|Music That Speaks|
|Written by Jeffrey May
First printed c.1980 in “The Blue Sky Journal” - Wolfville, Nova Scotia.
This is one popular dictionary’s definition for the word “music”, and I imagine most people would think it to be rather adequate. That music is a form of art is undeniably true, however there is another side to the subject that is perhaps not given due consideration in our present society.
Music is as much a language as it is an art form – a universal language that speaks to our souls and spirits in a way that other languages fail to do. Music speaks the same message to all its listeners, no matter what their mother tongues may be. Music goes beyond words, speaking directly from the hearts and minds of musicians to the hearts and minds of all true music lovers.
As with any other language, music does contain both its written and spoken traditions. To be able to improvise would be just another way to say one could “speak the language”. To be a composer, a musician must go one step (and perhaps a giant step) further and educate him/herself sufficiently in the grammar of this language, so as to be able to write down what he/she is able to say, or even think. Most great composers ever to have lived (I dare say all!) have been noted as proficient improvisers, able to spontaneously compose beautiful, complex music, every bit as worthy of appreciation as any written composition. Yet today we have only what these great masters have left for us on paper. Unfortunate that the tape recorder was not invented in 1800, so that we today might be blessed by the sounds of a Bach fugue, improvised by Johann Sebastian himself at the organ!
In our century (this was written in 1979!), a style of music has evolved that is commonly known as jazz. Jazz has its own history, its own innovators, and its own masters. But there is one pre-requisite to being called a jazz musician. One must be able to speak the language of music with as much freedom and ease as we all speak our mother tongue. A musician might be limited to one particular style or idiom, or he/she may be versatile enough to cover all the idioms – but in either case, spontaneity is of prime importance. The jazz musician speaks to us in the moment, and must accept his/her musical statement as it comes forth. In this way, we can equate jazz to daily life, for how many of us know precisely what we will think, say, or do in the course of a day? We all improvise each day – this is the reality of life – and so it is the reality of jazz. We have faith in our ability to communicate ideas, old and new, ours or someone else’s, through the use of language. We need not wait for someone to hand us the script, to tell us what to say next, or how to answer a question (although we may at times wish this could be so!)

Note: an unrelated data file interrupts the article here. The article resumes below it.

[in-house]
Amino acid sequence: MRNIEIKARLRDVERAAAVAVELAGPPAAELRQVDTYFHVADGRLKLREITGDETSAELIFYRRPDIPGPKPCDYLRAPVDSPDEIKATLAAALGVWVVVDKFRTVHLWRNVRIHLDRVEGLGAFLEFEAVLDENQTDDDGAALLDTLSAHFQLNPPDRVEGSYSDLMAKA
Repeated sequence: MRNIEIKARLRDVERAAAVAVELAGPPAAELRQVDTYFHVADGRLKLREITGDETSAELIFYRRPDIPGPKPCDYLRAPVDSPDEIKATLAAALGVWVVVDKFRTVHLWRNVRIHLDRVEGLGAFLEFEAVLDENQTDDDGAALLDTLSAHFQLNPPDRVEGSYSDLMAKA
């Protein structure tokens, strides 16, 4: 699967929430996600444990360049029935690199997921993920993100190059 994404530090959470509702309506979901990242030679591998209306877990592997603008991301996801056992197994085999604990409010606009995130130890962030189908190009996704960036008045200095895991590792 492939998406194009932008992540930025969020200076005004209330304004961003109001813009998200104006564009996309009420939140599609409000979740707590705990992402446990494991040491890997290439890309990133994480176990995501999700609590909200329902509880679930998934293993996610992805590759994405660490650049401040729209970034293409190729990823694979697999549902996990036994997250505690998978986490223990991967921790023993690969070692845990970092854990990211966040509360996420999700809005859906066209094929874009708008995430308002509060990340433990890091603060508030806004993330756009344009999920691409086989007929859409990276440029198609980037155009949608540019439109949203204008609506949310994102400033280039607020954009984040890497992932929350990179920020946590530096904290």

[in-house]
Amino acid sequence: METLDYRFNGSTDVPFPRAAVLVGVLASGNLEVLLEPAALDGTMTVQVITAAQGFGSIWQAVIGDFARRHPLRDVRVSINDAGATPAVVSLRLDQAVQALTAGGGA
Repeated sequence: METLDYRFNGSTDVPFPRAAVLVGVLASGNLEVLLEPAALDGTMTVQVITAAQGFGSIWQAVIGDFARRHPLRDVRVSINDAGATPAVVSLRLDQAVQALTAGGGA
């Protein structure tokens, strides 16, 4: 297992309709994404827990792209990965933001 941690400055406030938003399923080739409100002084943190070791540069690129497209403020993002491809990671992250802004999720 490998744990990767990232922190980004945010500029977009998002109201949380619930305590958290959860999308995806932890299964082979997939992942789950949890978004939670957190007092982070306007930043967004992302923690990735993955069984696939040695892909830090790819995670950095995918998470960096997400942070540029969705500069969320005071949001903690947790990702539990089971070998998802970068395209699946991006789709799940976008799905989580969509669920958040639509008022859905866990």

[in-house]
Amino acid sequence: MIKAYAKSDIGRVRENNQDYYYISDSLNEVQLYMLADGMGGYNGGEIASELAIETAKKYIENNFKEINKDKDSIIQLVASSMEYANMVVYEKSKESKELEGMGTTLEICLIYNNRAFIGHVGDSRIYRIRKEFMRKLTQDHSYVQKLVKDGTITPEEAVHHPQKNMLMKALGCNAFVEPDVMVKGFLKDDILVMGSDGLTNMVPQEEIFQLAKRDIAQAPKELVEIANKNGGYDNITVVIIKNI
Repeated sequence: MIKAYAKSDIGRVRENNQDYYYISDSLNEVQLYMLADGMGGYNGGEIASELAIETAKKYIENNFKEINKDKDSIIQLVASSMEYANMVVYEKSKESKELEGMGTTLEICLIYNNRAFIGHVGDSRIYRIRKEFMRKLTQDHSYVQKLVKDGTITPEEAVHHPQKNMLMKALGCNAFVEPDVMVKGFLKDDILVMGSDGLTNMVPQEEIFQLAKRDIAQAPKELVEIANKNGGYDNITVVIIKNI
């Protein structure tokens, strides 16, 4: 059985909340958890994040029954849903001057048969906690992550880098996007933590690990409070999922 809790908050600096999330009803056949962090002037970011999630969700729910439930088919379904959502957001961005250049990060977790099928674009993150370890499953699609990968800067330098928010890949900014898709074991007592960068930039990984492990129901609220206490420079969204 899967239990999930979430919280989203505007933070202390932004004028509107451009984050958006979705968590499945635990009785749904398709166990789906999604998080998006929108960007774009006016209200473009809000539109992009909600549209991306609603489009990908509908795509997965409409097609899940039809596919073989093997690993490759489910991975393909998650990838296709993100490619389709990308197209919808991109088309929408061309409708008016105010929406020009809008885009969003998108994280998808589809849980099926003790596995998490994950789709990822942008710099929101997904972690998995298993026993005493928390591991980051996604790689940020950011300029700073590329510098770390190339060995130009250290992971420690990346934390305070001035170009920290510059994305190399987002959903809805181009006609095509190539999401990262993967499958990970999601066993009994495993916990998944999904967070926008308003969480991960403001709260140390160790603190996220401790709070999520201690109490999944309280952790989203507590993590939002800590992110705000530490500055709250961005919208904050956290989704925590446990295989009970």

The jazz experience is a search for truth and understanding of the life force within us, both on the part of the musician and the avid listener. It communicates individuality, spontaneity, co-operation, and freedom. The jazz masters are attuned to the same Creative Spirit as were the classical masters, with one difference. Today we are able to experience this divine flow of energy first hand, for these musicians are alive now, performing their music in our own times. The composer and the performer are contained in one person – and indeed there are many such masters among us!
This article was first printed in a small independent newspaper called “The Blue Sky Journal”, originating out of Wolfville, Nova Scotia, circa 1980. I omitted the final paragraph, which follows, for thankfully the future seems to have arrived. Jeff May, Nov. 15, 2000
It is a shame that the public media allots such little time for this highly evolved music of today. Must our public radio stations be museums that exhibit primarily the works of artists who have come and gone? Perhaps with a little nudging from the public, we might hear more from these living masters in times to come.
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